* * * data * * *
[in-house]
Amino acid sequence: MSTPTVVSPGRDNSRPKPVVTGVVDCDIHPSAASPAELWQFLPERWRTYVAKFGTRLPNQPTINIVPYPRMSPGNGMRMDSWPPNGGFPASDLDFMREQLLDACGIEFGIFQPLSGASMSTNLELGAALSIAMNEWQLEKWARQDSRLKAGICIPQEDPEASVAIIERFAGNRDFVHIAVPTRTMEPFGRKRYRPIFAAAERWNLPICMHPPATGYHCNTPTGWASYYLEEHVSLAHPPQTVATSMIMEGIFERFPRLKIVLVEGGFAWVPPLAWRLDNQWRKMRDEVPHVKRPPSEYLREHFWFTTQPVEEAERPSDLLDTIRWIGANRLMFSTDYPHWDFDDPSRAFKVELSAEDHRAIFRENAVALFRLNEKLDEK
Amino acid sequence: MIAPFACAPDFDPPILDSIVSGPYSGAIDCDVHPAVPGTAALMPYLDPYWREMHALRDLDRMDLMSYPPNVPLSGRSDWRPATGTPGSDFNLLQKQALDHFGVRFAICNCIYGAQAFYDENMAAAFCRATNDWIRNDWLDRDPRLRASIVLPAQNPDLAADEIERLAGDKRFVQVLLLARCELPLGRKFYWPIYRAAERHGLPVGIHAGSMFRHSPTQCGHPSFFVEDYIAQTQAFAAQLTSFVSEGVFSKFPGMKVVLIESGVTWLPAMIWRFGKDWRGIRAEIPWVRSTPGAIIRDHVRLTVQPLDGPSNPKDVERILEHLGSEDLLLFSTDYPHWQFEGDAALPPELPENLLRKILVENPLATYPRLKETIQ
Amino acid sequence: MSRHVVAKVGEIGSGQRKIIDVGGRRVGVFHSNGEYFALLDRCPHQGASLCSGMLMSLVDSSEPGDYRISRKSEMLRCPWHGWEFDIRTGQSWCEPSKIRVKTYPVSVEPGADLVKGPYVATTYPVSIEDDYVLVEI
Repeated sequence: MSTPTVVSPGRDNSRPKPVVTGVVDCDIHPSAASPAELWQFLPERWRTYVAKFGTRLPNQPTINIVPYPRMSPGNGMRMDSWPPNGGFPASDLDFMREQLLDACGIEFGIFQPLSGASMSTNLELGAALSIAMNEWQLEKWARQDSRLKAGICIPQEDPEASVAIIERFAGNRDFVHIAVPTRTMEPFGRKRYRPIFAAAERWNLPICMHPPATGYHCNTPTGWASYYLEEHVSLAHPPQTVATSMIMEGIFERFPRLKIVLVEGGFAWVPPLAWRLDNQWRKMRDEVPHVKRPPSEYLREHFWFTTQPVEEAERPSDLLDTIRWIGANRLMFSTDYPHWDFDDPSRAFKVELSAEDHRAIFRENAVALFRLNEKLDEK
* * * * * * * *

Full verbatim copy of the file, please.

[in-house]
Amino acid sequence: MSTPTVVSPGRDNSRPKPVVTGVVDCDIHPSAASPAELWQFLPERWRTYVAKFGTRLPNQPTINIVPYPRMSPGNGMRMDSWPPNGGFPASDLDFMREQLLDACGIEFGIFQPLSGASMSTNLELGAALSIAMNEWQLEKWARQDSRLKAGICIPQEDPEASVAIIERFAGNRDFVHIAVPTRTMEPFGRKRYRPIFAAAERWNLPICMHPPATGYHCNTPTGWASYYLEEHVSLAHPPQTVATSMIMEGIFERFPRLKIVLVEGGFAWVPPLAWRLDNQWRKMRDEVPHVKRPPSEYLREHFWFTTQPVEEAERPSDLLDTIRWIGANRLMFSTDYPHWDFDDPSRAFKVELSAEDHRAIFRENAVALFRLNEKLDEK
Amino acid sequence: MIAPFACAPDFDPPILDSIVSGPYSGAIDCDVHPAVPGTAALMPYLDPYWREMHALRDLDRMDLMSYPPNVPLSGRSDWRPATGTPGSDFNLLQKQALDHFGVRFAICNCIYGAQAFYDENMAAAFCRATNDWIRNDWLDRDPRLRASIVLPAQNPDLAADEIERLAGDKRFVQVLLLARCELPLGRKFYWPIYRAAERHGLPVGIHAGSMFRHSPTQCGHPSFFVEDYIAQTQAFAAQLTSFVSEGVFSKFPGMKVVLIESGVTWLPAMIWRFGKDWRGIRAEIPWVRSTPGAIIRDHVRLTVQPLDGPSNPKDVERILEHLGSEDLLLFSTDYPHWQFEGDAALPPELPENLLRKILVENPLATYPRLKETIQ
Amino acid sequence: MSRHVVAKVGEIGSGQRKIIDVGGRRVGVFHSNGEYFALLDRCPHQGASLCSGMLMSLVDSSEPGDYRISRKSEMLRCPWHGWEFDIRTGQSWCEPSKIRVKTYPVSVEPGADLVKGPYVATTYPVSIEDDYVLVEI
Repeated sequence: MSTPTVVSPGRDNSRPKPVVTGVVDCDIHPSAASPAELWQFLPERWRTYVAKFGTRLPNQPTINIVPYPRMSPGNGMRMDSWPPNGGFPASDLDFMREQLLDACGIEFGIFQPLSGASMSTNLELGAALSIAMNEWQLEKWARQDSRLKAGICIPQEDPEASVAIIERFAGNRDFVHIAVPTRTMEPFGRKRYRPIFAAAERWNLPICMHPPATGYHCNTPTGWASYYLEEHVSLAHPPQTVATSMIMEGIFERFPRLKIVLVEGGFAWVPPLAWRLDNQWRKMRDEVPHVKRPPSEYLREHFWFTTQPVEEAERPSDLLDTIRWIGANRLMFSTDYPHWDFDDPSRAFKVELSAEDHRAIFRENAVALFRLNEKLDEK